The Future of Collective Beliefs
By Gérald Bronner
Translated by Peter Hamilton

January 2011, hardback, 200 pp.
ISBN: 978-1-905622-35-1
GEMAS Studies in Social Analysis

£65.00 UK (what's this?)

£65.00 Europe (what's this?)

£65.00 United States and Rest of the World (what's this?)


Who still believes in Father Christmas, Bloody Mary or the man in the moon? How, in the face of overwhelming scientific evidence to the contrary, can some people still support creationism? What did President Mitterrand of France learn from his personal astrologer?

In this intriguing book on the sociology of beliefs, Gérald Bronner examines the social processes that perpetuate all types of strange and erroneous ideas. Using models based on cognitive science, he explores the weird and wonderful domain of the “market for ideas”. Although we may think that scientific progress roots out the seeds of false belief, Bronner unlocks the answer to why the advance of reason opens up new terrains on which the weeds of error can flourish.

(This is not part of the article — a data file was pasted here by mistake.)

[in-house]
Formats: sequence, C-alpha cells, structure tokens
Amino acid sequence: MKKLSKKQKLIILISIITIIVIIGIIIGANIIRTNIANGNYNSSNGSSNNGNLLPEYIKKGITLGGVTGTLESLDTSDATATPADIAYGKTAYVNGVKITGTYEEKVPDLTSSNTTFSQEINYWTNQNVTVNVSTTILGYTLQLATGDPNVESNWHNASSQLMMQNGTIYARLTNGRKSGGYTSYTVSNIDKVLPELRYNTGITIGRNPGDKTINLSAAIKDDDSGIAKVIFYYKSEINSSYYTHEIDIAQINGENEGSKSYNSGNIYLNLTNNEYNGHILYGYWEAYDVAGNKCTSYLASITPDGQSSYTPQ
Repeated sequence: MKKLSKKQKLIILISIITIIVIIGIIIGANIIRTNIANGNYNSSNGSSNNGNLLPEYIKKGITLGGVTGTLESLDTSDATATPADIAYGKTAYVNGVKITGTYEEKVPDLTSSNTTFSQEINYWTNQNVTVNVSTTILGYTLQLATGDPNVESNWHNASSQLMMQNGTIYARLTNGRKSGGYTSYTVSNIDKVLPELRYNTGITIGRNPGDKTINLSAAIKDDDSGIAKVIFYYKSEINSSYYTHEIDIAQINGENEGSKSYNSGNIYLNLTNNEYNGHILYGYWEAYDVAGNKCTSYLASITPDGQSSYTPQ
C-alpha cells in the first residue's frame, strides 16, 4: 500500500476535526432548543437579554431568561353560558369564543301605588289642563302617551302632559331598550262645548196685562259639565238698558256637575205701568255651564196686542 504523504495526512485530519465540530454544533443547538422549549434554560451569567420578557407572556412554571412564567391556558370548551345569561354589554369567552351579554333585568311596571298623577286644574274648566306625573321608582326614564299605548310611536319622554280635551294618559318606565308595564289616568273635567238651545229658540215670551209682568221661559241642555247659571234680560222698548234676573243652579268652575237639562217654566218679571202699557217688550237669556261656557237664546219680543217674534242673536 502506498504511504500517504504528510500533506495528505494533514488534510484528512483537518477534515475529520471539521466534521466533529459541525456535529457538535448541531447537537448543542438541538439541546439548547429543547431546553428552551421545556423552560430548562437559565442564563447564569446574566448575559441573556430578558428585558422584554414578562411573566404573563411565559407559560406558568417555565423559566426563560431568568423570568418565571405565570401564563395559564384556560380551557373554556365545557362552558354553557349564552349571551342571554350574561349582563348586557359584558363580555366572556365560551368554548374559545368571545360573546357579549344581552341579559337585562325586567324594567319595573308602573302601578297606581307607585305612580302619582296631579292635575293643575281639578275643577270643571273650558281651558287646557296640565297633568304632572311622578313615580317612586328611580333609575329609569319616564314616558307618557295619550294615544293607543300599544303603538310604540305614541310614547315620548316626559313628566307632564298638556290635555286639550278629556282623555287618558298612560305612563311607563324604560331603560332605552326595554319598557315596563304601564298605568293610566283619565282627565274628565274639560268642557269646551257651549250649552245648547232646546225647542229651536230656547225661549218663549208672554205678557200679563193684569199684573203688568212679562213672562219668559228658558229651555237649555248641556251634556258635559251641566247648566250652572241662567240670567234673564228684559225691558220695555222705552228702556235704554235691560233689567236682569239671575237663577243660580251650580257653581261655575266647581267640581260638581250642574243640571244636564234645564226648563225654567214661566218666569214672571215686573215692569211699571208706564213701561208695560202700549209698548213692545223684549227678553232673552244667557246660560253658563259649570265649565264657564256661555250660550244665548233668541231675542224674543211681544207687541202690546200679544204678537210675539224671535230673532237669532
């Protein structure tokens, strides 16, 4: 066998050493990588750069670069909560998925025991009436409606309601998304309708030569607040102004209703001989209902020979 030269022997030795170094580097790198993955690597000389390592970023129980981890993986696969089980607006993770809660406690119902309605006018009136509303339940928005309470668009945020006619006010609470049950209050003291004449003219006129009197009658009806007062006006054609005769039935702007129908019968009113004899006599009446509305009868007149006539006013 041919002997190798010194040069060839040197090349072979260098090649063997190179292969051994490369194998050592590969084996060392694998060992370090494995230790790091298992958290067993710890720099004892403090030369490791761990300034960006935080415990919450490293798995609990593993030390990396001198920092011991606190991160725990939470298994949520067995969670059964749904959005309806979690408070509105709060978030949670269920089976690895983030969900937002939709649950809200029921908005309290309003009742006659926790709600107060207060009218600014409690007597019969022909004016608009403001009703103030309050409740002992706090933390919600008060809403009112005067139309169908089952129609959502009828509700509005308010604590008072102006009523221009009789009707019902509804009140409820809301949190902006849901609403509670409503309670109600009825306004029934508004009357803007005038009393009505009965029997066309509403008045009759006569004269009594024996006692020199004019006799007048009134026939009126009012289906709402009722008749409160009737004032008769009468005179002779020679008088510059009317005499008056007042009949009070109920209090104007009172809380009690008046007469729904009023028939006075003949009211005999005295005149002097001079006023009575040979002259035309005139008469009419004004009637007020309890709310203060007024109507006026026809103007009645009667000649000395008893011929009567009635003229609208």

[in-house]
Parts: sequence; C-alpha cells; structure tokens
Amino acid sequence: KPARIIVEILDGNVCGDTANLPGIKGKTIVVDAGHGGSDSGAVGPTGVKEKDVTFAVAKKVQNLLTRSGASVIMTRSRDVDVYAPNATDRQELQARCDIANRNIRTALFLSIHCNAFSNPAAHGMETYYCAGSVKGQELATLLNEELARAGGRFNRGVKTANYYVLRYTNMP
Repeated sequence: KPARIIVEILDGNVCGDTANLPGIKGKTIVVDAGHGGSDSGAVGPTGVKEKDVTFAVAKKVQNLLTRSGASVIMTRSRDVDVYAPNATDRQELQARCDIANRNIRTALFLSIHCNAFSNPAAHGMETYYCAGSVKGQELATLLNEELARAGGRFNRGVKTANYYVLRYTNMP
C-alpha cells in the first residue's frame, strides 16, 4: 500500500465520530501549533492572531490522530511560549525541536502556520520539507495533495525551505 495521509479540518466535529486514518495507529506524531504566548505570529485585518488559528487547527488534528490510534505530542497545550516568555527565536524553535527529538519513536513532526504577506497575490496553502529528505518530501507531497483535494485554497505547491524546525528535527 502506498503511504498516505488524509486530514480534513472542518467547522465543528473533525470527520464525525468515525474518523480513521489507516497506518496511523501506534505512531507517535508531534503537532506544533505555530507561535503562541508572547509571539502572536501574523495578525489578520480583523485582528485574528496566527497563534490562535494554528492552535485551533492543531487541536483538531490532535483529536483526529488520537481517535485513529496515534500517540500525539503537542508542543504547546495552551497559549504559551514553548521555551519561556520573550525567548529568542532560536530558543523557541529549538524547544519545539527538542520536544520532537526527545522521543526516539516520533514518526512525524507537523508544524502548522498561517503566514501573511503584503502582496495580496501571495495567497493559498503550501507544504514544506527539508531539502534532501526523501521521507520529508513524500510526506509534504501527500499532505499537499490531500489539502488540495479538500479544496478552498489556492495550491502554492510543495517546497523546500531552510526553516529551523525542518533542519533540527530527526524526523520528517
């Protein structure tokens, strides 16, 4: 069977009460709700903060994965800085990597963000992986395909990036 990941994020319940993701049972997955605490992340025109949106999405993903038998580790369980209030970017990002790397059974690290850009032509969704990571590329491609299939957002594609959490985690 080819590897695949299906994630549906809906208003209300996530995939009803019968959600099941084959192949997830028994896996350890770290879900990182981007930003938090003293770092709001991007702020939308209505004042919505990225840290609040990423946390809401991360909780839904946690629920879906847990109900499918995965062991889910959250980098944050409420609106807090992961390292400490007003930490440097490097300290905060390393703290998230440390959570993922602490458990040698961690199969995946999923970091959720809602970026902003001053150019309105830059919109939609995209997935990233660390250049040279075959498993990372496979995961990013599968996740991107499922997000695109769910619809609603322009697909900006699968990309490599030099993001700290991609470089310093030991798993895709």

Contents

Introduction: The End of Beliefs—A Self-Destructive Prophecy

CHAPTER 1: Advance in Science and Technology Does Not Always Impede the Development of the Strangest Beliefs
CHAPTER 2: How Can Reason Lead Us To the “Irrational”?
CHAPTER 3: The Services Only Beliefs Can Provide
CHAPTER 4: When the Whole is Less Than the Sum of its Parts: Common and Individual Knowledge
CHAPTER 5: The Cognitive Market and the Persistence of Beliefs

Conclusion: New Characteristics of the Cognitive Market—A Source of Vitality for the Empire of Beliefs
Bibliography

About the Author:

Gérald Bronner is Professor of Sociology at the Université de Strasbourg, France. His publications include L’empire des croyances (Presses Universitaires de France, 2004) and La pensée extrême (Denoël, 2009), winner of the prestigious 2010 Amalfi Prize for Sociology and Social Science.

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